This Is the Most Stressful Time of the Week, Says Science. Here's How to Get Through It
While there’s some debate about the exact time, experts agree that Tuesday around midday (between 10:30 AM and 2:30 PM) is scientifically the most stressful time of the work week.
Think about it: You know Mondays are going to be stressful, but Tuesday is when the work starts to pile on (and you’ve still got so far to go until Friday!). Personally, I spend Mondays answering many of the emails and completing requests I received over the weekend, so Tuesdays become a whole new level of stress as I try to catch up on actual work.
Over the past couple of weeks, though, I’ve tried out some different strategies for making my Tuesdays a little less unpleasant. Hopefully, they can make yours easier, too.
1. Do the Thing You’re Most Stressed About Now
A couple of weeks ago, my inbox was particularly out of control: I had about 20 emails sitting there that needed longer responses, and the idea of even getting started sent my blood pressure through the roof. However, the longer I put off those emails and took on other tasks early in the week, the more stressed I became just thinking about going through those messages.
Finally, after brushing past my inbox a couple more times that Tuesday morning, I decided I was going to get through the majority of the emails in one sitting, starting with the ones that were giving me the most anxiety (in this case, that meant dealing with fired employees). Unsurprisingly, once I actually took a look at my inbox and responded to those initial tough emails, my stress eased up, and the rest of them seemed more manageable.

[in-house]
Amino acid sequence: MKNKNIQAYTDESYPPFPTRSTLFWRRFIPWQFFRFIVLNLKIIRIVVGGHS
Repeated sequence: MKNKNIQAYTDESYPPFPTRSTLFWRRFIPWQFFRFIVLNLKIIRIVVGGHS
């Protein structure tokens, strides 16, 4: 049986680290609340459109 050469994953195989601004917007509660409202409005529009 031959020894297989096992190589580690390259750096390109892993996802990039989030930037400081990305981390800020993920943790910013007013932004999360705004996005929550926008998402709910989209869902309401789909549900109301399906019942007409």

What did I learn from this exercise? Tackling the most stress-inducing thing on your week’s to-do list is a huge release. Don’t let it hover above you for any longer this week. Just get it done now.
2. Change Up Your Scenery ASAP
Do you feel your heart pounding as your workload piles up? Step away from the cubicle and change up your workspace, even if it’s just for an hour.
For the past three Tuesdays in particular, I’ve decided to swap my usual desk for a table at a nearby café, and it’s really made all the difference. Not only do I get to grab something to eat and drink while I work (I’m all about that croissant life), but I also get to do so without general work distractions that come with an office.
Or, if it’s feasible with your employer, consider seeing if you can work from home every Tuesday (or one Tuesday a month). One of my colleagues does it, and not only does it give her some quiet space to do more focused work, but it also helps lower her stress on the most stressful day of the week (hello, no commute).
A pro tip if you decide to do this? Turn off your phone or work chat notifications if you can, and do your best not to schedule any meetings during this “out of office” time. It’s hard to go into productivity beast mode with your phone buzzing every five seconds (and, yes, this can actually make you feel more stressed!).
3. Wake Up (Slightly) Earlier